Randy Fairfield teaches Language Arts and Social Studies to a diverse student population, and over the past seven years, has worked with migrants learning English, students at-risk of dropping out, and students being homeschooled. To further his practice, Fairfield’s Master’s Degree in Teaching will soon be accompanied by a National Board Certification. His passion for education is shared by his wife of 11 years, who’s an elementary teacher. Together, they’re raising three children and the largest Dominique Wilkins basketball card collection the world.
Every student has goals and dreams, and from 9:45 am–10:30 am PST, Fairfield will tell EdmodoCon attendees how to tap into them during his Culture of Caring: Building a Support Community With Students & Parents session. With tools to personalize learning and encourage parental involvement, tune in to watch how Edmodo gives you the flexibility to communicate one-on-one, tailor opportunities to an individual’s interests, reduce dropout rates, and position both students and teachers for success.
What inspired you to apply to speak at EdmodoCon?
Because Edmodo helped me transform from an average teacher to an excellent teacher. I wanted to “spread the love,” had shared about Edmodo at a few other conferences, and always received the same response from fellow educators: “Why isn’t everyone doing this?!?” I applied to speak at EdmodoCon because I felt sharing the way I use Edmodo might help other teachers.
How did you feel when you found out you were selected?
Believe it or not I wasn’t all that surprised! I knew the odds were against me because there are a so many people that apply, but I put a lot of effort and passion into my presentation proposal and somehow I just knew that would shine through.
What’s the one thing you hope people take away from your EdmodoCon presentation?
I hope it is an ability to see how Edmodo and technology in general can be used to deepen relationships.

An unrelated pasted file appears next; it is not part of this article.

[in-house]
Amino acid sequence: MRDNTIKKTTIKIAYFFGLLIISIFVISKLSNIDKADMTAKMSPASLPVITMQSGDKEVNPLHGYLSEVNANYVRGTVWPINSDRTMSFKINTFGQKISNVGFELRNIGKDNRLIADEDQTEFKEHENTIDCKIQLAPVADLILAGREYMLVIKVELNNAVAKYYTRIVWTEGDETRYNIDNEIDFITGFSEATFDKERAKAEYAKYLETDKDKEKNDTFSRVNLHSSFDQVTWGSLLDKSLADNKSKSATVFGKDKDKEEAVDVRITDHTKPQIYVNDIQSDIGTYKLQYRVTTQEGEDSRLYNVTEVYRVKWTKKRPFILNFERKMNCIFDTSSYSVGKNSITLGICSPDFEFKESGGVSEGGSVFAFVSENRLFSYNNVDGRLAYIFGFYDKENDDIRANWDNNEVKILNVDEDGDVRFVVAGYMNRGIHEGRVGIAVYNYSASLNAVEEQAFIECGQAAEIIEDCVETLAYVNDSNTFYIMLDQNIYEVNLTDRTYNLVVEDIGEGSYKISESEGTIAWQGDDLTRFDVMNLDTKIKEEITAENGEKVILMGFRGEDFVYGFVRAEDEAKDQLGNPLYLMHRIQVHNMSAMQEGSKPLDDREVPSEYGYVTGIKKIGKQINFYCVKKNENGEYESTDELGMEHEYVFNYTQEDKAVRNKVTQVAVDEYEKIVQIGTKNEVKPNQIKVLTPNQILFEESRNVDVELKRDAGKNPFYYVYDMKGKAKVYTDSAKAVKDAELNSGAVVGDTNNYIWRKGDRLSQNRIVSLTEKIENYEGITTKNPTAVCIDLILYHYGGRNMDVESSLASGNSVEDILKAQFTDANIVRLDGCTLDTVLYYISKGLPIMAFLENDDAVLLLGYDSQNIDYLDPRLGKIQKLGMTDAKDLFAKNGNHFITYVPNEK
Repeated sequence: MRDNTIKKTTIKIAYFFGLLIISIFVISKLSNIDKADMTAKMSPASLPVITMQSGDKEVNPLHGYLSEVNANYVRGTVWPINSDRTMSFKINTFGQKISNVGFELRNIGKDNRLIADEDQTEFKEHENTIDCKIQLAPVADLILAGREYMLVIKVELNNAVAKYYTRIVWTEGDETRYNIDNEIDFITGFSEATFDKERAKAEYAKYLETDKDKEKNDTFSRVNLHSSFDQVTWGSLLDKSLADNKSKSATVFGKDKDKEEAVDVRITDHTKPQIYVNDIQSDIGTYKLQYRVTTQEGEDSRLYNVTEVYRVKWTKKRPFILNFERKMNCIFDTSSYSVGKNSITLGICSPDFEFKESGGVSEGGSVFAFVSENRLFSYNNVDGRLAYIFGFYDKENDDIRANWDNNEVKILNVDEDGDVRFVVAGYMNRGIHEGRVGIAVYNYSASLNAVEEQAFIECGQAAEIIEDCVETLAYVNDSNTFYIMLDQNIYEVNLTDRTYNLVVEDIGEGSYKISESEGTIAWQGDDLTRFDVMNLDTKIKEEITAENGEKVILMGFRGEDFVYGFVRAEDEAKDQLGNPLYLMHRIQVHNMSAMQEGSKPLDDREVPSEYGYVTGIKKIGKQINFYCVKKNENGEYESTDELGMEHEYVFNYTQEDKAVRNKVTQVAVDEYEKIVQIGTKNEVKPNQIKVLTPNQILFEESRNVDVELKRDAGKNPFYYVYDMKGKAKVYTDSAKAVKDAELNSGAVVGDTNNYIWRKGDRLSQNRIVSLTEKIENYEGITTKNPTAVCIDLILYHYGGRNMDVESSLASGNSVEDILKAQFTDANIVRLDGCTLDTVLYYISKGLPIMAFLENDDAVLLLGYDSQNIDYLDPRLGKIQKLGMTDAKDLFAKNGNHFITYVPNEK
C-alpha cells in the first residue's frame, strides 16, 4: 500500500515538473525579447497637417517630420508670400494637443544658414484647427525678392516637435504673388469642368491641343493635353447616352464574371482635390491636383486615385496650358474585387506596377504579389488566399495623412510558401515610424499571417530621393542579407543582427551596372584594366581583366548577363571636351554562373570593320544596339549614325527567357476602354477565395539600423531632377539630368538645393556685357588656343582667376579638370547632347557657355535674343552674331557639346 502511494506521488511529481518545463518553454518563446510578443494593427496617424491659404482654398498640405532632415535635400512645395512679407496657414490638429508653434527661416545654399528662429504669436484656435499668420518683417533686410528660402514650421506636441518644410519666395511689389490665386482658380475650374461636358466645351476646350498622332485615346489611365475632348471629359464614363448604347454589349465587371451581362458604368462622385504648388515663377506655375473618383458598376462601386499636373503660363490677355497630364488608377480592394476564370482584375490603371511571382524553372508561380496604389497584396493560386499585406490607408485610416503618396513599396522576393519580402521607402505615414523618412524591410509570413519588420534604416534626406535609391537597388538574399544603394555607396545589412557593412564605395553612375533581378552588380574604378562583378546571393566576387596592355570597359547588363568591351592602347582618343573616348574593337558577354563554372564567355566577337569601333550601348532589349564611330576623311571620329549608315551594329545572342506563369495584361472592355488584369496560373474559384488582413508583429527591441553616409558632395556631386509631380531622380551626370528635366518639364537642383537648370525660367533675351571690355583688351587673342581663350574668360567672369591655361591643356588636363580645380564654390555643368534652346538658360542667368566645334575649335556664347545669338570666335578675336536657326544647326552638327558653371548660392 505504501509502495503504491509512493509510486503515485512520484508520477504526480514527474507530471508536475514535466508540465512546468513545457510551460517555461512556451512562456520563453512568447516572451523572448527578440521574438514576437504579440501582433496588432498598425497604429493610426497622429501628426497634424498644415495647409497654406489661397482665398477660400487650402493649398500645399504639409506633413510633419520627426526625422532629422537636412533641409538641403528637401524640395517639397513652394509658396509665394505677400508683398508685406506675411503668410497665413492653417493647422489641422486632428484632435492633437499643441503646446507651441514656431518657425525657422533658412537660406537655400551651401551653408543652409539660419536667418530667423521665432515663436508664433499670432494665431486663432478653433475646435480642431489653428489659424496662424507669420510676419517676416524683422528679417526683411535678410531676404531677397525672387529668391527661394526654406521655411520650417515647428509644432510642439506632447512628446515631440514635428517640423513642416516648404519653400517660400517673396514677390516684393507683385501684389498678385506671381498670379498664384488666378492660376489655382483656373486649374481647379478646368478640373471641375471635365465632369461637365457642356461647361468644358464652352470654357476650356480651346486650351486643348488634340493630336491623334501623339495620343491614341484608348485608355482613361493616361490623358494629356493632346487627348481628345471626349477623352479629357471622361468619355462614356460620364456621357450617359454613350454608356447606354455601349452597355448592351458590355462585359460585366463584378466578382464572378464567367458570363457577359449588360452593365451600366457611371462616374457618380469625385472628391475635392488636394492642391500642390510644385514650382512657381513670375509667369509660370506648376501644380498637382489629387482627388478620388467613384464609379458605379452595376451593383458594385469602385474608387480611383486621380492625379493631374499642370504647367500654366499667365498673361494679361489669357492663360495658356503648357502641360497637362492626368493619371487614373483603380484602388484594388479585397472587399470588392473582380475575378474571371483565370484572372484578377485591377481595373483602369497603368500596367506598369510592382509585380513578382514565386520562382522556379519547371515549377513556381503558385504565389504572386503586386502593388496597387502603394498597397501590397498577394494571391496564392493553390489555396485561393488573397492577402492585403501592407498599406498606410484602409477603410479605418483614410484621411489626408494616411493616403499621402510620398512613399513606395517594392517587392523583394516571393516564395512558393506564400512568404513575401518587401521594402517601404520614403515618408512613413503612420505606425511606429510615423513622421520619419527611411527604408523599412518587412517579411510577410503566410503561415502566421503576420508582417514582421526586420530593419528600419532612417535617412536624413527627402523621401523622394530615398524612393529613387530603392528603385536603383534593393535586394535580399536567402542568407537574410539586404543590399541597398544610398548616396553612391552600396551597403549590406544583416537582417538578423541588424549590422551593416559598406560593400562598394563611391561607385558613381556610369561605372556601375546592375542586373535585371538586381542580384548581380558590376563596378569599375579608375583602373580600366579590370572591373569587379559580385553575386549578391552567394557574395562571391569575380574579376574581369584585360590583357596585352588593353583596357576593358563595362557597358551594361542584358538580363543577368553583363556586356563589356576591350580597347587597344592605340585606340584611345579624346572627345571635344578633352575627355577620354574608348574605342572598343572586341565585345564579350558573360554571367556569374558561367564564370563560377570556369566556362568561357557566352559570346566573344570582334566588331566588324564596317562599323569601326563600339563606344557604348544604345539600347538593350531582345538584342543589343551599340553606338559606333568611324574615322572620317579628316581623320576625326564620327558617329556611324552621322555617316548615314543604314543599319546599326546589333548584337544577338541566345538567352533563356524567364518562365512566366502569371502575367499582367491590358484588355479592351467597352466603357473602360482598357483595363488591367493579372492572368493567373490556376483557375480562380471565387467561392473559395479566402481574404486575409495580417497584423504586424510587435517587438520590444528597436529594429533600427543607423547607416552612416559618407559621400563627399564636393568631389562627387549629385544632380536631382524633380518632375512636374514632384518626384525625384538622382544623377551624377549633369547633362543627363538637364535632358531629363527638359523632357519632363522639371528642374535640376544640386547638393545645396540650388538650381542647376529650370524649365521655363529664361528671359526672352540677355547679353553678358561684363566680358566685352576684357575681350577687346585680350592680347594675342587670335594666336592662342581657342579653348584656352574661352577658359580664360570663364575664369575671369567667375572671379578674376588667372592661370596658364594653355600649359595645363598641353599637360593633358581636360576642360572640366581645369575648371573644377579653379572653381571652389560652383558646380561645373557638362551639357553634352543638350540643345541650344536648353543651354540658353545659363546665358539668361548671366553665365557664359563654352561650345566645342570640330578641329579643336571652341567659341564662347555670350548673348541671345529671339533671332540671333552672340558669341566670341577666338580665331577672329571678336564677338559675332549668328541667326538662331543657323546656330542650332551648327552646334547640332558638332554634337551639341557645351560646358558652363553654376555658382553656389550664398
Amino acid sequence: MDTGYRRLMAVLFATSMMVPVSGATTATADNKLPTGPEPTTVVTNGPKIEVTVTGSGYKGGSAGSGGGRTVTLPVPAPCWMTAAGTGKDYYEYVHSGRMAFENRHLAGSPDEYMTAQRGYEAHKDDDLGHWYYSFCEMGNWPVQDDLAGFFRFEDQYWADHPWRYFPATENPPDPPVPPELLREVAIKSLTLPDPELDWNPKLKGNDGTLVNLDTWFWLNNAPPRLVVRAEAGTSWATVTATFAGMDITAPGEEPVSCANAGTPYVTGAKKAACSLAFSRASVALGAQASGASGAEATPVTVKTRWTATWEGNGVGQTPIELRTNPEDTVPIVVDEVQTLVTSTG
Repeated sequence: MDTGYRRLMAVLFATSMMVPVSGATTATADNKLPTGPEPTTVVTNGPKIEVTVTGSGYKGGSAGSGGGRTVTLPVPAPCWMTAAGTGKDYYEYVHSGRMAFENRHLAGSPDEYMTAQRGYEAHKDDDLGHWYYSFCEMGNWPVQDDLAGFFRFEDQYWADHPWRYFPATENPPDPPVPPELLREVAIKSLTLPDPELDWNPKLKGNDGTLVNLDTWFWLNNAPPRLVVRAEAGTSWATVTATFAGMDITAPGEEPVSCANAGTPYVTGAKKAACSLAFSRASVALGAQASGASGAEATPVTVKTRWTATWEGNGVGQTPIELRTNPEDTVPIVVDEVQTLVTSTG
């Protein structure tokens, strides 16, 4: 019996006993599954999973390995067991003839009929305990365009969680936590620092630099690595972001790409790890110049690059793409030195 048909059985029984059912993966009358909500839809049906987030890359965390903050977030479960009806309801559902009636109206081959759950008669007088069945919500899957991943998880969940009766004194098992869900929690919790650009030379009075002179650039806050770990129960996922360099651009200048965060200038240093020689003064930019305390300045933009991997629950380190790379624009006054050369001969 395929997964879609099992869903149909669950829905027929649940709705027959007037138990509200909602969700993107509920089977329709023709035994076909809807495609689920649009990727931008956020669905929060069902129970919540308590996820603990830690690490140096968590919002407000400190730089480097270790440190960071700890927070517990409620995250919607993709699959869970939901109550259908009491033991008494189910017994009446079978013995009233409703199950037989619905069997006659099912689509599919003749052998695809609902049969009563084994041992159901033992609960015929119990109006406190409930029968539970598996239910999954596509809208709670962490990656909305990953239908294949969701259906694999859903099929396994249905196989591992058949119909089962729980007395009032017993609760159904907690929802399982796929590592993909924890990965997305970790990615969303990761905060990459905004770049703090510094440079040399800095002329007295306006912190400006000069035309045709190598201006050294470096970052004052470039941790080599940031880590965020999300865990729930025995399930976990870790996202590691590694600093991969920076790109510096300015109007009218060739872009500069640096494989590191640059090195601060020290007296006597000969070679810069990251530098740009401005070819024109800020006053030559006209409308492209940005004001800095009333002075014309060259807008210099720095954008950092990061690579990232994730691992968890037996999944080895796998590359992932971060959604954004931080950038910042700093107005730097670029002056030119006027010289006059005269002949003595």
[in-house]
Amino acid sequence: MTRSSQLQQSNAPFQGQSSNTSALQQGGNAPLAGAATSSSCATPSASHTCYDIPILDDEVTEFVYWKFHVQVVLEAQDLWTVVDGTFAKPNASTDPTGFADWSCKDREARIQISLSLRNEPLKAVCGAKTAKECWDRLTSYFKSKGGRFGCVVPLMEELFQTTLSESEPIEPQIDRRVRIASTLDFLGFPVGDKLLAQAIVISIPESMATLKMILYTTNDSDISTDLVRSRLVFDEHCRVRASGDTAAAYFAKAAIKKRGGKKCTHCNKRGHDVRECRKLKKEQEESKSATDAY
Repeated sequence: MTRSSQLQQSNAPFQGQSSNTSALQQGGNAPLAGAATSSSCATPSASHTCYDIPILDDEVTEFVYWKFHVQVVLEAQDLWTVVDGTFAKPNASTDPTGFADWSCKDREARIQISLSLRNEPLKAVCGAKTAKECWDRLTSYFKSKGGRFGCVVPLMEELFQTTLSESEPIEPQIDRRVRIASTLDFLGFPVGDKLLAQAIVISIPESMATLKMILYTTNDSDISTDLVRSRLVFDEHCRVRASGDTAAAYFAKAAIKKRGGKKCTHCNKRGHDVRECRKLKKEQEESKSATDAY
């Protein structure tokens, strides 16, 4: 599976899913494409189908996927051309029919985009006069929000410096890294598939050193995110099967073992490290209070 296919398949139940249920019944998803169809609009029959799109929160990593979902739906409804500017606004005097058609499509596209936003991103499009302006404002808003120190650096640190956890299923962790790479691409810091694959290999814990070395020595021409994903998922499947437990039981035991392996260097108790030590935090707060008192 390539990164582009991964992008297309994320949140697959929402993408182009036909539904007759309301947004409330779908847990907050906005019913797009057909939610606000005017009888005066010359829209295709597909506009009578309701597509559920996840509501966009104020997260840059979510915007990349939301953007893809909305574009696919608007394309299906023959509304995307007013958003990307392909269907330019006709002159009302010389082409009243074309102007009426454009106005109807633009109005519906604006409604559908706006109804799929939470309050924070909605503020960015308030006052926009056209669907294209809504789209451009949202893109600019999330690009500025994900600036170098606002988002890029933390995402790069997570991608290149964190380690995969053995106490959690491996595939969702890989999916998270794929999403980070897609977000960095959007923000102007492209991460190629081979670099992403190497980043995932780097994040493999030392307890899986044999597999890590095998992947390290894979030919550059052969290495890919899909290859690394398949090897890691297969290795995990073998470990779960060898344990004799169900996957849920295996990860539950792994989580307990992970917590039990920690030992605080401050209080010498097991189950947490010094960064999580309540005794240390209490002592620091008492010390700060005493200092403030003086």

Why did you become an educator?
This is kind of embarrassing, but I entered into the teacher prep program largely because there weren’t any other courses available for me to take in my history major. It was at that point that I started to think a bit more seriously about what I wanted to do after I graduated and I realized that education was something that I valued deeply.
What do you like most about being an educator?
There are so many things. My colleagues are great. The content I get to teach is great. Getting to challenge students to become critical thinkers is especially great. But at the end of the day, the best part about being an educator is being a spark plug. There are few greater feelings than knowing that you helped to provide the spark that helped a student enjoy your content area for the first time, or helped a student realize they could be successful, or helped a student decide what they want to be when they grow up.
What’s the best piece of advice you’ve received from another educator?
The best of advice I’ve received from another educator was early in my career when I was listening to a couple of senior teachers converse over lunch. They were talking about how they would know when it’s time to quit when they didn’t feel like they cared anymore. That conversation helped me realize that caring is at the heart of education.
What have your students taught you?
That everyone has a story and that there are reasons that underlie everything we do. With that in mind, my students have helped me to see people as diverse individuals with diverse needs.
What’s the first thing you do when you get home from school?
Put on some music and sing and dance with my two-year old.
- Food: Seafood – except for oysters
- Movie: Lord of the Rings Trilogy
- TV Show(s): Everybody Loves Raymond
- Music: John Michael Talbot
- Book: The Bible
- Superpower: Uh…Telepathy?
- Quote: “Folk in those stories had lots of chances of turning back only they didn’t. Because they were holding on to something…That there’s some good in this world, Mr. Frodo. And it’s worth fighting for.” –Samwise Gamgee
Three things I could never live without: